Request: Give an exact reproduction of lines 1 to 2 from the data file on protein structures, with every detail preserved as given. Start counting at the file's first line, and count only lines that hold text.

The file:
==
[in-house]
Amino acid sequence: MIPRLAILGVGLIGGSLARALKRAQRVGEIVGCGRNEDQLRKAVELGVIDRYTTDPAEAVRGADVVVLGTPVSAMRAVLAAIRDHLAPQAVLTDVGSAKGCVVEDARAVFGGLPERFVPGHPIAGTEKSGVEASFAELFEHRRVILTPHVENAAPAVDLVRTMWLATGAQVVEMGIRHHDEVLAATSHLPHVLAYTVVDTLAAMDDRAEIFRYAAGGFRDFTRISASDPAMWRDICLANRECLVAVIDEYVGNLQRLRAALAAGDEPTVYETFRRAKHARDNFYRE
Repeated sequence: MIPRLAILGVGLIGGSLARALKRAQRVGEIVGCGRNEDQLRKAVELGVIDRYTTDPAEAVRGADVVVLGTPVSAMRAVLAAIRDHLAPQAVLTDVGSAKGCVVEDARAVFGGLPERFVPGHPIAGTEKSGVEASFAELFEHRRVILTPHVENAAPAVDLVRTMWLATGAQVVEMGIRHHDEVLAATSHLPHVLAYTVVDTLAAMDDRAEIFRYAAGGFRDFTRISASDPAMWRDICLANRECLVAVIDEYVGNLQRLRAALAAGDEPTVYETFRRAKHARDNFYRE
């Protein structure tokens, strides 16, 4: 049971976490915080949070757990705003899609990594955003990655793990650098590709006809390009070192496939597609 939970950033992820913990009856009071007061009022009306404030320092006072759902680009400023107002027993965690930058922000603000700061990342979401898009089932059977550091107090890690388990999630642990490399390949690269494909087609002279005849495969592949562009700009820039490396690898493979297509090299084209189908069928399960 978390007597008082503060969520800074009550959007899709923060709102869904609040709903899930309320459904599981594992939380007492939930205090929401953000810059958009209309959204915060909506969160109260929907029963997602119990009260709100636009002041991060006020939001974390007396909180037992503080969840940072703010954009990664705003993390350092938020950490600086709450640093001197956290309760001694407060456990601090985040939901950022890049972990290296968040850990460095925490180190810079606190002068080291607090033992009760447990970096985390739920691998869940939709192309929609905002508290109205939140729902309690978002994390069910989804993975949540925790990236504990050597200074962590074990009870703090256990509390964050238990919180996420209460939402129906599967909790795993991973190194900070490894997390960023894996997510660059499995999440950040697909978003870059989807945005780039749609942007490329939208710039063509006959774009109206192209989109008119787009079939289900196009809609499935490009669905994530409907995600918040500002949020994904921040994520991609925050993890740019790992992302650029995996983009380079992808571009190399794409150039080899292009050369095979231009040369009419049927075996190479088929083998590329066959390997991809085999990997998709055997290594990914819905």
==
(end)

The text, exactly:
[in-house]
Amino acid sequence: MIPRLAILGVGLIGGSLARALKRAQRVGEIVGCGRNEDQLRKAVELGVIDRYTTDPAEAVRGADVVVLGTPVSAMRAVLAAIRDHLAPQAVLTDVGSAKGCVVEDARAVFGGLPERFVPGHPIAGTEKSGVEASFAELFEHRRVILTPHVENAAPAVDLVRTMWLATGAQVVEMGIRHHDEVLAATSHLPHVLAYTVVDTLAAMDDRAEIFRYAAGGFRDFTRISASDPAMWRDICLANRECLVAVIDEYVGNLQRLRAALAAGDEPTVYETFRRAKHARDNFYRE